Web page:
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arribadas, sea turtles synchronised nesting disturbed with tourists

Arribadas, Sea Turtles Synchronised Nesting Disturbed With Tourists

In 1947 the first images of a Kemp’s ridley arribada were captured on film by Andres Herrera, a young Mexican engineer. It was estimated by some who have viewed the black and white footage that there were over 40,000 nesting Kemp’s ridley sea turtles on the beach that day. Unfortunately for the Kemp’s ridley this footage was put away and forgotten for over a decade. At that time the scientific community only knew of the Kemp’s ridley arribadas from rumors. It wasn’t until 1960 that Dr Henry Hildebrand from the University of Corpus Christi viewed the film and then in 1961 presented that film at the annual meeting of the American Society of Ichthyologists and Herpetologists. As you can imagine this film was an incredible discovery. Two years later Dr. Hildebrand visited Rancho Nuevo, the site of the mass Kemp’s arribadas. When he arrived in Rancho Nuevo the massive arribadas captured in Herrera’s film were no more. The ridley nesting population had dwindled down to only 2,000 nesting Kemp's. By the early 1980’s, due to the continued illegal harvest of both females and their eggs, the Kemp’s ridley was on the verge of extinction. The remaining nesting ridley population had reached an all time low, only 300 nesting females. In 1986, a joint bi-national recovery program by the governments of Mexico and the United States was created to save the Kemp’s ridley in the Gulf of Mexico.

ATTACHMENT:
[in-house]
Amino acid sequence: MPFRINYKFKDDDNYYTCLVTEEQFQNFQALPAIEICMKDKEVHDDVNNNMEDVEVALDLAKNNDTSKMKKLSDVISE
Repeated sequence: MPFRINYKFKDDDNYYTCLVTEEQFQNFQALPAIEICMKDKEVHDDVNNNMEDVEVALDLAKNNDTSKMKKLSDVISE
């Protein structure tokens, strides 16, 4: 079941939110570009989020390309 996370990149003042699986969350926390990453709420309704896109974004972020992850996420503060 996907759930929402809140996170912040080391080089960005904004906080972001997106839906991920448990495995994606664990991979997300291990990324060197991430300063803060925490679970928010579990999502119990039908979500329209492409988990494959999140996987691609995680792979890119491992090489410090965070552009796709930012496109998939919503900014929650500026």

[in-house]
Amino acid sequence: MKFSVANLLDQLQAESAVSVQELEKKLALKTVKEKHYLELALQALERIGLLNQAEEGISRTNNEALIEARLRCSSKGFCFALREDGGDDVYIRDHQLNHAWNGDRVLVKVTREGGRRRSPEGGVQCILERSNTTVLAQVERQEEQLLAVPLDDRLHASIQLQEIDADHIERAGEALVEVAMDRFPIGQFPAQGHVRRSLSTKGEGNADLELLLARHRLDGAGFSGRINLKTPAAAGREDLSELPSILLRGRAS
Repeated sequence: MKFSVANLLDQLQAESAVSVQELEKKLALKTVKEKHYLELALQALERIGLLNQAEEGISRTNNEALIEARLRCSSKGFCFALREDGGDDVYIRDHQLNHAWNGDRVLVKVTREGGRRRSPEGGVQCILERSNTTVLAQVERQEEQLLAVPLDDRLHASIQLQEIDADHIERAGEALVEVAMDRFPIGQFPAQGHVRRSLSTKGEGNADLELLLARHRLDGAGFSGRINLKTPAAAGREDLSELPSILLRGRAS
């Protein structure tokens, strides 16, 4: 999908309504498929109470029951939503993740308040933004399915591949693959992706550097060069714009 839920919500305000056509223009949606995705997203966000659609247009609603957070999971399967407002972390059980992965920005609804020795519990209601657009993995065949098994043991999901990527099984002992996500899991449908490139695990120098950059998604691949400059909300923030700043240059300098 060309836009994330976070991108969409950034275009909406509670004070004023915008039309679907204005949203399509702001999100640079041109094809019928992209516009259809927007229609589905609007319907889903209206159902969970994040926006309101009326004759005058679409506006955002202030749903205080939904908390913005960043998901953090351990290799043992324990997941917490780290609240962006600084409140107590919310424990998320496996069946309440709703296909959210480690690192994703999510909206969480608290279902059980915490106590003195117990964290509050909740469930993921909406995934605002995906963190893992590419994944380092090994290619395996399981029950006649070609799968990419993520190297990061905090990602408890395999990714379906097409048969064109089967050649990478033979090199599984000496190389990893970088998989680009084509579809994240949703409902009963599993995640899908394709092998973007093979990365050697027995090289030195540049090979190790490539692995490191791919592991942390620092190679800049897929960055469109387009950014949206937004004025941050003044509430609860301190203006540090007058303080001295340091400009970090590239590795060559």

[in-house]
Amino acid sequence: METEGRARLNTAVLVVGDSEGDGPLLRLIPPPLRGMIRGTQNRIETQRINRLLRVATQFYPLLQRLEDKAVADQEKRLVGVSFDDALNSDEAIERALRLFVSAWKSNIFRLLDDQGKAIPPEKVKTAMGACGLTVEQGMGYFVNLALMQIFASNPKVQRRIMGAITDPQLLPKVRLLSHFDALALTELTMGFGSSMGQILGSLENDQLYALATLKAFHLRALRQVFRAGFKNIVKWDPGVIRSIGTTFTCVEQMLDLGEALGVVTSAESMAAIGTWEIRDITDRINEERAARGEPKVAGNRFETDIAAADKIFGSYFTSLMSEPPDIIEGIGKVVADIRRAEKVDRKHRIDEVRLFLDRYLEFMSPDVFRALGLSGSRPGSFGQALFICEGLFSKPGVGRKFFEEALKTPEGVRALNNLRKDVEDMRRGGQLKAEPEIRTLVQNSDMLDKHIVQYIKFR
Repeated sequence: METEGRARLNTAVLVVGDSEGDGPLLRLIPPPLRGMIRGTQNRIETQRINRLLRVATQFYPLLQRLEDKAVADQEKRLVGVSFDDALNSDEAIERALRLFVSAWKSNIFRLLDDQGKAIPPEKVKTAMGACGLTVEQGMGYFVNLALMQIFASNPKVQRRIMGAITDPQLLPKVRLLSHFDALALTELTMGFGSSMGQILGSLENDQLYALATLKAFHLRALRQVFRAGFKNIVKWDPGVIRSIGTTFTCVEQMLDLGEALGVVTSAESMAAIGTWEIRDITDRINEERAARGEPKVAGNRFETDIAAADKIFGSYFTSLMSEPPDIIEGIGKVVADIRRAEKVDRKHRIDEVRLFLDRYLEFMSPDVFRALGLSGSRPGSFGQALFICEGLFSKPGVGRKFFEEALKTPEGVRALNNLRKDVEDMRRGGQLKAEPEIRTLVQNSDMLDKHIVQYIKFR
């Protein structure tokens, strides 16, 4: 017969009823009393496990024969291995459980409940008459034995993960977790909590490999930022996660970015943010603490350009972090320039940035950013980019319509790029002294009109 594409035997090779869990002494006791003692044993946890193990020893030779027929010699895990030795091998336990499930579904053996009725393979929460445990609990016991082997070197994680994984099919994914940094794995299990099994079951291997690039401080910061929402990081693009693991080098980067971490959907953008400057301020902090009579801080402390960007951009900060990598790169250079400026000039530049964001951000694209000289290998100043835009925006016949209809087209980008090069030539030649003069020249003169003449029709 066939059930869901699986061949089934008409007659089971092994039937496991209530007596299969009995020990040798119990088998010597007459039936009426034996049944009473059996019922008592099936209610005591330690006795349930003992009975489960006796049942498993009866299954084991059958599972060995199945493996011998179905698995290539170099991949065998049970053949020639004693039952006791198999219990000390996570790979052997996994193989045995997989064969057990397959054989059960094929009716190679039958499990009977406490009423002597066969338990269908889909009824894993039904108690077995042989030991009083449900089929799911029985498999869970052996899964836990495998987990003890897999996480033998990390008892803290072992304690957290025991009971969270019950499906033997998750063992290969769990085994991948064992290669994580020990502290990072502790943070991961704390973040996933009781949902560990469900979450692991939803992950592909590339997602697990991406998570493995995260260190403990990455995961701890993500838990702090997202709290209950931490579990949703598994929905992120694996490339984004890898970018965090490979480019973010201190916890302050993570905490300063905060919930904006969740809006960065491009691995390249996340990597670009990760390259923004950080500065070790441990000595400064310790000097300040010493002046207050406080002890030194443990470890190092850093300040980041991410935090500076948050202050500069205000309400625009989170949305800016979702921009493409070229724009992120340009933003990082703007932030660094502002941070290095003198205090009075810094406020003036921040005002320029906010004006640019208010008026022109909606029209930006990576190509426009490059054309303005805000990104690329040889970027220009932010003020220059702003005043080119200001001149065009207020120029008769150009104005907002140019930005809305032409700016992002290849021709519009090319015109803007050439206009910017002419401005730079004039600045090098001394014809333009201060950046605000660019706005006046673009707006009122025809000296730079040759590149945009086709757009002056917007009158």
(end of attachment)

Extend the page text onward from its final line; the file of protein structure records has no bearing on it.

Thanks to continued efforts by many caring individuals, the population of Kemp’s ridley in the Gulf of Mexico is on the rise. As of 2006 12,000 Kemp’s nests have been protected along the Mexican coast and 100 recorded nests along the Texas coast.

File information
Album name:Fauna & Flora
Rating (1 votes):55555
Keywords:#arribadas #sea #turtles #synchronised #nesting #disturbed #tourists
Filesize:111 KiB
Date added:Sep 15, 2015
Dimensions:700 x 450 pixels
Displayed:93 times
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